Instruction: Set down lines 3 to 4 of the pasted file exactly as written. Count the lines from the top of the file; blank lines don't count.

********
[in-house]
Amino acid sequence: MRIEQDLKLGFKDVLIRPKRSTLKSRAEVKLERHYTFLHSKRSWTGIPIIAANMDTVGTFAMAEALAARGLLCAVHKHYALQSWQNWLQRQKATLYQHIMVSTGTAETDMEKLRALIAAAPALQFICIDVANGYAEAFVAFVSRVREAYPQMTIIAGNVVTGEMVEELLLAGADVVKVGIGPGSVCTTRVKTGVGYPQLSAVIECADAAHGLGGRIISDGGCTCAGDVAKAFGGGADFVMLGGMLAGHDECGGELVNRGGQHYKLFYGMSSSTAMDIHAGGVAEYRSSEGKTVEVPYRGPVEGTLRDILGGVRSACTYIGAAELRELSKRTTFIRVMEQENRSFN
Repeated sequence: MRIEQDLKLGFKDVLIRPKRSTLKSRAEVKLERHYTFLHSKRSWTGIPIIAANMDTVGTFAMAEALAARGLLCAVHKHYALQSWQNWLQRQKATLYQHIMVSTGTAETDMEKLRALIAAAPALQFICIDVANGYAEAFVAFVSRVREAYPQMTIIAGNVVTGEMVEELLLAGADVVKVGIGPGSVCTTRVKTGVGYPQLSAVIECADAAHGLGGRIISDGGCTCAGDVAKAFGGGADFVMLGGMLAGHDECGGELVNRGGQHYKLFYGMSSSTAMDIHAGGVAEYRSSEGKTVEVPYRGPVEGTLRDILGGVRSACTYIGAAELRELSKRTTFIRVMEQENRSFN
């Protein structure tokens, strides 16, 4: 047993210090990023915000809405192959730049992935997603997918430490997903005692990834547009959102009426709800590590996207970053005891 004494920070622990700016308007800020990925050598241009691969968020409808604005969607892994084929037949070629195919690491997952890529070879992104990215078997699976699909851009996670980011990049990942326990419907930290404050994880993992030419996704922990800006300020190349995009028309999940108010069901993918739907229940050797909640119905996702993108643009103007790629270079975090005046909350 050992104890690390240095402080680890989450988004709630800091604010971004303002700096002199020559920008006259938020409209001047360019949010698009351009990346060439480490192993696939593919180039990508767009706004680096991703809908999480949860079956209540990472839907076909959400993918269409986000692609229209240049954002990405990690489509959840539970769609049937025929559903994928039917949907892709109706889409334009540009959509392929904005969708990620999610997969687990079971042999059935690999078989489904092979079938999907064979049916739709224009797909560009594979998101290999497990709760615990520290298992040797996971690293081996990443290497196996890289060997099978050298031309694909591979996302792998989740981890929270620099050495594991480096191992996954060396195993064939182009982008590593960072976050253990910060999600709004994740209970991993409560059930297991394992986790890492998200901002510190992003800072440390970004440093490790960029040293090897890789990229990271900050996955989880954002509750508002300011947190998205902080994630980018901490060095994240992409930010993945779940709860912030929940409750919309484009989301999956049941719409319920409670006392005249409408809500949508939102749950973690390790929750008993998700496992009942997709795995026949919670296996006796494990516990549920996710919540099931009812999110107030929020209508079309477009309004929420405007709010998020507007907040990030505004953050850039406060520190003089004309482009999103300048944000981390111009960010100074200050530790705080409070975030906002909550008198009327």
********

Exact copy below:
Repeated sequence: MRIEQDLKLGFKDVLIRPKRSTLKSRAEVKLERHYTFLHSKRSWTGIPIIAANMDTVGTFAMAEALAARGLLCAVHKHYALQSWQNWLQRQKATLYQHIMVSTGTAETDMEKLRALIAAAPALQFICIDVANGYAEAFVAFVSRVREAYPQMTIIAGNVVTGEMVEELLLAGADVVKVGIGPGSVCTTRVKTGVGYPQLSAVIECADAAHGLGGRIISDGGCTCAGDVAKAFGGGADFVMLGGMLAGHDECGGELVNRGGQHYKLFYGMSSSTAMDIHAGGVAEYRSSEGKTVEVPYRGPVEGTLRDILGGVRSACTYIGAAELRELSKRTTFIRVMEQENRSFN
């Protein structure tokens, strides 16, 4: 047993210090990023915000809405192959730049992935997603997918430490997903005692990834547009959102009426709800590590996207970053005891 004494920070622990700016308007800020990925050598241009691969968020409808604005969607892994084929037949070629195919690491997952890529070879992104990215078997699976699909851009996670980011990049990942326990419907930290404050994880993992030419996704922990800006300020190349995009028309999940108010069901993918739907229940050797909640119905996702993108643009103007790629270079975090005046909350 050992104890690390240095402080680890989450988004709630800091604010971004303002700096002199020559920008006259938020409209001047360019949010698009351009990346060439480490192993696939593919180039990508767009706004680096991703809908999480949860079956209540990472839907076909959400993918269409986000692609229209240049954002990405990690489509959840539970769609049937025929559903994928039917949907892709109706889409334009540009959509392929904005969708990620999610997969687990079971042999059935690999078989489904092979079938999907064979049916739709224009797909560009594979998101290999497990709760615990520290298992040797996971690293081996990443290497196996890289060997099978050298031309694909591979996302792998989740981890929270620099050495594991480096191992996954060396195993064939182009982008590593960072976050253990910060999600709004994740209970991993409560059930297991394992986790890492998200901002510190992003800072440390970004440093490790960029040293090897890789990229990271900050996955989880954002509750508002300011947190998205902080994630980018901490060095994240992409930010993945779940709860912030929940409750919309484009989301999956049941719409319920409670006392005249409408809500949508939102749950973690390790929750008993998700496992009942997709795995026949919670296996006796494990516990549920996710919540099931009812999110107030929020209508079309477009309004929420405007709010998020507007907040990030505004953050850039406060520190003089004309482009999103300048944000981390111009960010100074200050530790705080409070975030906002909550008198009327």